Insurance consultant Mark Sherman of LHD Benefit Advisors in Indianapolis said he thinks most small business owners who have traditionally provided insurance will decide to keep some level of company-provided plan in the end.
He said many businesses see insurance coverage as a benefit that helps them attract top talent, and the importance of that factor will grow as the U.S. economy improves and more companies start to hire again.
What is happening for many companies, though, is cost-shifting to employees. Higher deductibles, bigger co-pays for doctor visits and wellness incentives to coax people to stop smoking, exercise and lose weight are much more common — and those trends will continue, Sherman said.
Sherman said small businesses face the toughest choices under the Affordable Care Act. He said a
seat-of-the-pants estimate is that it costs $10,000 a year per employee to provide health insurance, and some small businesses may feel forced to drop coverage rather than absorb that expense.
“At the level of a big business like Cummins, a large claim from one employee doesn’t cause them to blink an eye because it’s spread over such a huge workforce. But smaller companies could go under from a single million-dollar claim,” the benefits consultant said.
Another issue is how full-time employees are counted under the Affordable Care Act’s rules. Unlike in federal labor law, the health act defines a full-time employee as anyone who averaged 30 hours per week during the prior calendar year. That can be a tricky calculation for firms that run offices or factories where hours fluctuate based on seasonal demand for products or services.
Sherman said the 30-hour rule could persuade some consumer-driven businesses, such as restaurants or hotels, to drop insurance coverage for workers rather than trying to limit everyone to under 30 hours weekly.
Big employers — defined by the Affordable Care Act as those with 50 or more employees working at least 30 hours a week — have been given a reprieve until 2015 before penalties kick in if they don’t provide health insurance coverage.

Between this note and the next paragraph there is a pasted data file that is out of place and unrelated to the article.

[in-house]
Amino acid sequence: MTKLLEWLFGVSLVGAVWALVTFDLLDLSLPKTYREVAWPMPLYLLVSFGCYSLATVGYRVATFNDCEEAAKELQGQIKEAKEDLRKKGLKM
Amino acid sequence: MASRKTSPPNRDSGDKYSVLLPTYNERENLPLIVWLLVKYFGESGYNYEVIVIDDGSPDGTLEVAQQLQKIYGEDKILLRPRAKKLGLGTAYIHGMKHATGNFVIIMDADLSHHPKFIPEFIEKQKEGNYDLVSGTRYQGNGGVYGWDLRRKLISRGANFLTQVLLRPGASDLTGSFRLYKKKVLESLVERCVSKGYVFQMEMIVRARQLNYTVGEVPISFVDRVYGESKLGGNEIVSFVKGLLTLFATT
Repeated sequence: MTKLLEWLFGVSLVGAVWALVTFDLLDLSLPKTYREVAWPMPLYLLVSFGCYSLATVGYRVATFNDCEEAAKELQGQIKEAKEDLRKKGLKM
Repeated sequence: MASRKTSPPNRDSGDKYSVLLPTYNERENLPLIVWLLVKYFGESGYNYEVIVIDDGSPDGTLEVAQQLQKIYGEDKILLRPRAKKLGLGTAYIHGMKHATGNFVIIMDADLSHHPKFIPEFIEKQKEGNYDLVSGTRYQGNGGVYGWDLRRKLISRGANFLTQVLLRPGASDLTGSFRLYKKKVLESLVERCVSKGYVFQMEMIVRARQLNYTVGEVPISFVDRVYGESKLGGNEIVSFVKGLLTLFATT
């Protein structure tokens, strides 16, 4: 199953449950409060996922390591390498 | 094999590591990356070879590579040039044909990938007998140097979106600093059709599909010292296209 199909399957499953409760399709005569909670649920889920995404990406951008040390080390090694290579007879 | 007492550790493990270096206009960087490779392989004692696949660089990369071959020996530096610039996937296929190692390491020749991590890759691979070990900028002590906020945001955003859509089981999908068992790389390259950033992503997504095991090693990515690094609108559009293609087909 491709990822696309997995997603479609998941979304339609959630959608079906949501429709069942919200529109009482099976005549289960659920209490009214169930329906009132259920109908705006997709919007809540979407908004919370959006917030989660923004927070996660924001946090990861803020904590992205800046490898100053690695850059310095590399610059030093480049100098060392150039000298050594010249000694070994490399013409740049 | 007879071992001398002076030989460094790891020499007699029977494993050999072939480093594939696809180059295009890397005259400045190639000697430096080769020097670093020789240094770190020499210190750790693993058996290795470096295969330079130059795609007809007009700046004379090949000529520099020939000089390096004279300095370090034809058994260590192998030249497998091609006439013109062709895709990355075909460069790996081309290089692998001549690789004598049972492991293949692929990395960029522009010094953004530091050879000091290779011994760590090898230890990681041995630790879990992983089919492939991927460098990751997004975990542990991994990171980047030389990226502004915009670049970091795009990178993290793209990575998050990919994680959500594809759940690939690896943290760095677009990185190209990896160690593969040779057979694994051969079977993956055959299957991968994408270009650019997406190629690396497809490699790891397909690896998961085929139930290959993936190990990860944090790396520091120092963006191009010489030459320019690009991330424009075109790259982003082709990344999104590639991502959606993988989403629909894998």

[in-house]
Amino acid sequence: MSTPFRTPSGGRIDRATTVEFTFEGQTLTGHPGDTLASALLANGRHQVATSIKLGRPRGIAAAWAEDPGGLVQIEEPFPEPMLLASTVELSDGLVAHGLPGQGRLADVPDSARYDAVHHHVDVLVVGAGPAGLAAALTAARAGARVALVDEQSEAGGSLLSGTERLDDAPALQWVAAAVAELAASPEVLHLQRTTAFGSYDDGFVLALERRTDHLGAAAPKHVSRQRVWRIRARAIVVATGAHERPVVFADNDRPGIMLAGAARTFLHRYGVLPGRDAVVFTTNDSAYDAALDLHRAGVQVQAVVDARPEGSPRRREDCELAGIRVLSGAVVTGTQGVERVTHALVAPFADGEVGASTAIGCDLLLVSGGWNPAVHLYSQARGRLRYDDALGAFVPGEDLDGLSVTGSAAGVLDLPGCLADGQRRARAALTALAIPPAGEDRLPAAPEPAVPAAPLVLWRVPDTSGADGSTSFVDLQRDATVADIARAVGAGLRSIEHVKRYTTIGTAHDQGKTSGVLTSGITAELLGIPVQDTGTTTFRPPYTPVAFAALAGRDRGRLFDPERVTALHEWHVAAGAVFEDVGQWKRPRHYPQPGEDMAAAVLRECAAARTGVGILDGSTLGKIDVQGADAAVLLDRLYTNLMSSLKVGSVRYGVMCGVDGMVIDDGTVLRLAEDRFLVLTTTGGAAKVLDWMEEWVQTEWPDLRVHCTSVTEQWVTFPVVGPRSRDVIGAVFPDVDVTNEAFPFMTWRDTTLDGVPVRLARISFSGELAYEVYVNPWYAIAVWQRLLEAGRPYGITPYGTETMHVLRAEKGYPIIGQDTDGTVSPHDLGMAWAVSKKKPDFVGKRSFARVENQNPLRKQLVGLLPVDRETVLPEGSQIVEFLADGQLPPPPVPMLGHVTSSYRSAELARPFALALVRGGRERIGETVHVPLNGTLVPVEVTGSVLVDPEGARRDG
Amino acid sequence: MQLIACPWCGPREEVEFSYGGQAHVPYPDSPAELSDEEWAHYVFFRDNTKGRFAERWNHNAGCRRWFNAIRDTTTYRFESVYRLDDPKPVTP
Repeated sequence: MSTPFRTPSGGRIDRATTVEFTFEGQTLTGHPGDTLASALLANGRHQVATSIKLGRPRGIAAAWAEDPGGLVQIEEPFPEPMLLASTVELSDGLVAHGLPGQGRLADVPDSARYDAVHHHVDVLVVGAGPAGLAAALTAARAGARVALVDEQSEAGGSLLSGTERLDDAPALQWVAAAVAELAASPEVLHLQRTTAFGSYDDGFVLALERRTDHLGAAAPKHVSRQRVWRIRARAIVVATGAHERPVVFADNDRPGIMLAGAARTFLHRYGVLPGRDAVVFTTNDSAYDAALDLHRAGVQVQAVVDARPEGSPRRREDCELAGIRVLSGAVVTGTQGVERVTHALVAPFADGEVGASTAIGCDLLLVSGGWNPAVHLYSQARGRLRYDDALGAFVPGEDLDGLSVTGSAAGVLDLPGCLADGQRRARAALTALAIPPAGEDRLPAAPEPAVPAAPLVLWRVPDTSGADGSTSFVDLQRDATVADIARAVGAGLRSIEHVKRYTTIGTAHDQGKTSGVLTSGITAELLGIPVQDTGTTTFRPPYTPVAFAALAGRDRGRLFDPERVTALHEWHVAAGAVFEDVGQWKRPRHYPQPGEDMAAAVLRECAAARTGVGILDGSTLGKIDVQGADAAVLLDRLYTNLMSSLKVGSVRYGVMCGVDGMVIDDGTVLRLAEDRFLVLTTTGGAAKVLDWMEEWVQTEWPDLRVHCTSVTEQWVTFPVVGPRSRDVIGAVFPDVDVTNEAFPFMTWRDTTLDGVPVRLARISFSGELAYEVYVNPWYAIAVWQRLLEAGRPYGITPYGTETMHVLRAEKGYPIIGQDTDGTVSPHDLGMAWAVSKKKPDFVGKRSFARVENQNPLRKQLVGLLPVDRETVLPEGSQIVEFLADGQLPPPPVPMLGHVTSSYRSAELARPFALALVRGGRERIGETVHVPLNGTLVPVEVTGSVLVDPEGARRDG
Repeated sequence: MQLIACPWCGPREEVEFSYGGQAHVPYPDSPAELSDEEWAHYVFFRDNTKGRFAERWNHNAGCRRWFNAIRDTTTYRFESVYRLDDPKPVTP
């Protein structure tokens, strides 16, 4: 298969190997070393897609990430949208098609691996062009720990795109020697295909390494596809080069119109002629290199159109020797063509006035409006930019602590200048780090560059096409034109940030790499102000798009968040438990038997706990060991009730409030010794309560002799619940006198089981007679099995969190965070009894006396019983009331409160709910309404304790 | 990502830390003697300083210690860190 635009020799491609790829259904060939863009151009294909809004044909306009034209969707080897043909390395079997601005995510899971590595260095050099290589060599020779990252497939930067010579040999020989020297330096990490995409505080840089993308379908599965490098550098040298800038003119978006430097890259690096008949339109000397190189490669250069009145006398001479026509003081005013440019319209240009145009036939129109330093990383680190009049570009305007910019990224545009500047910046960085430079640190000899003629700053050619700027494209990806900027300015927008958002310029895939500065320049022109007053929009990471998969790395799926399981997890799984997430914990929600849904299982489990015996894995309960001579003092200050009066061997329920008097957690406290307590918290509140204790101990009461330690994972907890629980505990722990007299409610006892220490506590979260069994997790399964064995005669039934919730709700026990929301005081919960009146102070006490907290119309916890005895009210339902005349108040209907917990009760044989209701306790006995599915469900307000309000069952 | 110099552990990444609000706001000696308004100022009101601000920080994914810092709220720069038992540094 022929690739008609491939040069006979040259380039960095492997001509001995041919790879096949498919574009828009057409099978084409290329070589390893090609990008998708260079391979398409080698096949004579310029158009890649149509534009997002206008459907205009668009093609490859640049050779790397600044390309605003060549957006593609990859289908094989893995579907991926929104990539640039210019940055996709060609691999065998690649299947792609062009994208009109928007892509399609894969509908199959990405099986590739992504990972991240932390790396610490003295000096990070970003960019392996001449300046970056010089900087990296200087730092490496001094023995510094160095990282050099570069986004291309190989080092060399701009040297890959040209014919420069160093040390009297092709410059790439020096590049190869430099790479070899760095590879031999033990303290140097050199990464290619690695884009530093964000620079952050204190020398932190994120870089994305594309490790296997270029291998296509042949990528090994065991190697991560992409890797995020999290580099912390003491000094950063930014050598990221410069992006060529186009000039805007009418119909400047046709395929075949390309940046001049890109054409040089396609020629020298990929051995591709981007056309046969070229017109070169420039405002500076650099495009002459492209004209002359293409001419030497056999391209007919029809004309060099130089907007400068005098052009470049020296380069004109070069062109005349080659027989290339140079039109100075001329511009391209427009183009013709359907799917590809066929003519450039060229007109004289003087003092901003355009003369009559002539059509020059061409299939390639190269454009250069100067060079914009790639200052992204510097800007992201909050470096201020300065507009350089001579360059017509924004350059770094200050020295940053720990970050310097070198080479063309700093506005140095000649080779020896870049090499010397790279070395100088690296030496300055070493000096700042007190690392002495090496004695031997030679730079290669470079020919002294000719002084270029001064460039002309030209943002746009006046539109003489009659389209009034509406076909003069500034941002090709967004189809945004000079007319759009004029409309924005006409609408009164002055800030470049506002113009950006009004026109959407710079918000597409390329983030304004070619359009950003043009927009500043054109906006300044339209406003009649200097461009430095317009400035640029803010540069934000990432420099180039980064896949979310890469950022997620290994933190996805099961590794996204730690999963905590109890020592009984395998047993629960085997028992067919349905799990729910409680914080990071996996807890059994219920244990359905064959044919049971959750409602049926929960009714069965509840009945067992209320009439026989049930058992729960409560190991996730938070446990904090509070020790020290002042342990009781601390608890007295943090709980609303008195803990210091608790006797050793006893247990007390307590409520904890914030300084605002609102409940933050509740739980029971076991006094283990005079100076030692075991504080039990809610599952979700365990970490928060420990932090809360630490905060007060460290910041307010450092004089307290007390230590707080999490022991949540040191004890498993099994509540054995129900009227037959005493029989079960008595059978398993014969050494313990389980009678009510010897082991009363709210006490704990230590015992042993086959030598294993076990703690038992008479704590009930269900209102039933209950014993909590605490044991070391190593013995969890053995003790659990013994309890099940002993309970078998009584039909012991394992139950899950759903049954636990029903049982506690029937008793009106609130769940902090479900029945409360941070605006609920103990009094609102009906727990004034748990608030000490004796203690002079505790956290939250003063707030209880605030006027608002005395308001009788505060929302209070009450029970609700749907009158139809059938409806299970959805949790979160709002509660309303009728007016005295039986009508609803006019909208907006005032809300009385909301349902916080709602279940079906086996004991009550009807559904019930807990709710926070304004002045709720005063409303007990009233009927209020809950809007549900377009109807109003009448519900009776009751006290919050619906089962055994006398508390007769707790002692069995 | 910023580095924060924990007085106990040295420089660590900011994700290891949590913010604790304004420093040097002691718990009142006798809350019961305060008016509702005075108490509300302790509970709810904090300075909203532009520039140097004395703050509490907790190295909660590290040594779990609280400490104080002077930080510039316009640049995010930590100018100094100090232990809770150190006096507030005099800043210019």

Despite that delay, insurance experts like Sherman and Mayfield say they don’t expect any major employers to drop coverage in the short run. But some big companies are reducing insurance coverage where they can legally.
The health law requires big firms to cover employees and dependent children, but they don’t have to cover spouses or domestic partners. On the national level, UPS (the delivery company) has told its staff that some 15,000 working spouses eligible for private insurance at their own workplaces no longer will be welcome on the UPS plan starting next year.
Other major employers are trimming retirees’ health coverage, a trend that has been gathering momentum for several years.
A benefits survey conducted this summer by human resources consultants Towers Watson & Co. found that
44 percent of companies plan to stop health plans for former workers over the next two years.
Older retirees, the corporate argument goes, have Medicare and Medicaid as their safety net beginning at age 65.
Will young, healthy apply?
Another nagging issue that could hamper the Affordable Care Act’s early results is what young people will do, insurance brokers say.
Some analysts are suggesting that the cost of federal health exchange policies may be so high that it chases away young, healthy consumers from buying policies.
Some of the 20-something crowd will “go bare,” basically thumbing their noses at the Affordable Care Act, said Larry Mayfield, a broker with Zeller Insurance in Columbus. “I call them the young and the invincible,” he said.
They figure they’ll remain healthy, have almost no medical bills, and they may be willing to pay a federal penalty rather than buy insurance they assume they won’t use, Mayfield said.
Think your friends should see this? Share it with them!
Note: All comments left on our sites are first reviewed by an automated comment moderation system. Your comment may take up to 5 minutes to appear. If for any reason your comment can not be approved you will receive an email from this system with a detailed explanation.
All content copyright ©2013 The Republic, a division of Home News Enterprises unless otherwise noted.